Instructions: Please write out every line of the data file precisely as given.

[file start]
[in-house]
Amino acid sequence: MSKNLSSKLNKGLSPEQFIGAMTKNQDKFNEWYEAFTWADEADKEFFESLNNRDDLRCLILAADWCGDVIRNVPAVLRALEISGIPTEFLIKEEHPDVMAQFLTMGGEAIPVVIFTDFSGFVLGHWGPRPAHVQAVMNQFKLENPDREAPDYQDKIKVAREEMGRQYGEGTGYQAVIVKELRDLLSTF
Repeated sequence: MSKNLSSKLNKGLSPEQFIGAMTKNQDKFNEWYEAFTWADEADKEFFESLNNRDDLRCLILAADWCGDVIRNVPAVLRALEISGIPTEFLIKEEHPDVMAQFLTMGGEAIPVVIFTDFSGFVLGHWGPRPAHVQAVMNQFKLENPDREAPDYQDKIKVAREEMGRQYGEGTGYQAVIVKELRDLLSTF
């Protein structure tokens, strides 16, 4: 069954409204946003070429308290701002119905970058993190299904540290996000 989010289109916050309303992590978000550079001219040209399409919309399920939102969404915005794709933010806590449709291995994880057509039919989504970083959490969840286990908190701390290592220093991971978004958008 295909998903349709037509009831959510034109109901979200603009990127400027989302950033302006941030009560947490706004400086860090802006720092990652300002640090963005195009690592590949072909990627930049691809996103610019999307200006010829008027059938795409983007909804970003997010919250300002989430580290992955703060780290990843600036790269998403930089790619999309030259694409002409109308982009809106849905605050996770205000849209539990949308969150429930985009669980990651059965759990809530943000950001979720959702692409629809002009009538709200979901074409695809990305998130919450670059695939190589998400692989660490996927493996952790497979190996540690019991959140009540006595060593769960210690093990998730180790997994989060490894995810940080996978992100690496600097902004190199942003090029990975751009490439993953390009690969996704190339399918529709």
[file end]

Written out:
[in-house]
Amino acid sequence: MSKNLSSKLNKGLSPEQFIGAMTKNQDKFNEWYEAFTWADEADKEFFESLNNRDDLRCLILAADWCGDVIRNVPAVLRALEISGIPTEFLIKEEHPDVMAQFLTMGGEAIPVVIFTDFSGFVLGHWGPRPAHVQAVMNQFKLENPDREAPDYQDKIKVAREEMGRQYGEGTGYQAVIVKELRDLLSTF
Repeated sequence: MSKNLSSKLNKGLSPEQFIGAMTKNQDKFNEWYEAFTWADEADKEFFESLNNRDDLRCLILAADWCGDVIRNVPAVLRALEISGIPTEFLIKEEHPDVMAQFLTMGGEAIPVVIFTDFSGFVLGHWGPRPAHVQAVMNQFKLENPDREAPDYQDKIKVAREEMGRQYGEGTGYQAVIVKELRDLLSTF
């Protein structure tokens, strides 16, 4: 069954409204946003070429308290701002119905970058993190299904540290996000 989010289109916050309303992590978000550079001219040209399409919309399920939102969404915005794709933010806590449709291995994880057509039919989504970083959490969840286990908190701390290592220093991971978004958008 295909998903349709037509009831959510034109109901979200603009990127400027989302950033302006941030009560947490706004400086860090802006720092990652300002640090963005195009690592590949072909990627930049691809996103610019999307200006010829008027059938795409983007909804970003997010919250300002989430580290992955703060780290990843600036790269998403930089790619999309030259694409002409109308982009809106849905605050996770205000849209539990949308969150429930985009669980990651059965759990809530943000950001979720959702692409629809002009009538709200979901074409695809990305998130919450670059695939190589998400692989660490996927493996952790497979190996540690019991959140009540006595060593769960210690093990998730180790997994989060490894995810940080996978992100690496600097902004190199942003090029990975751009490439993953390009690969996704190339399918529709």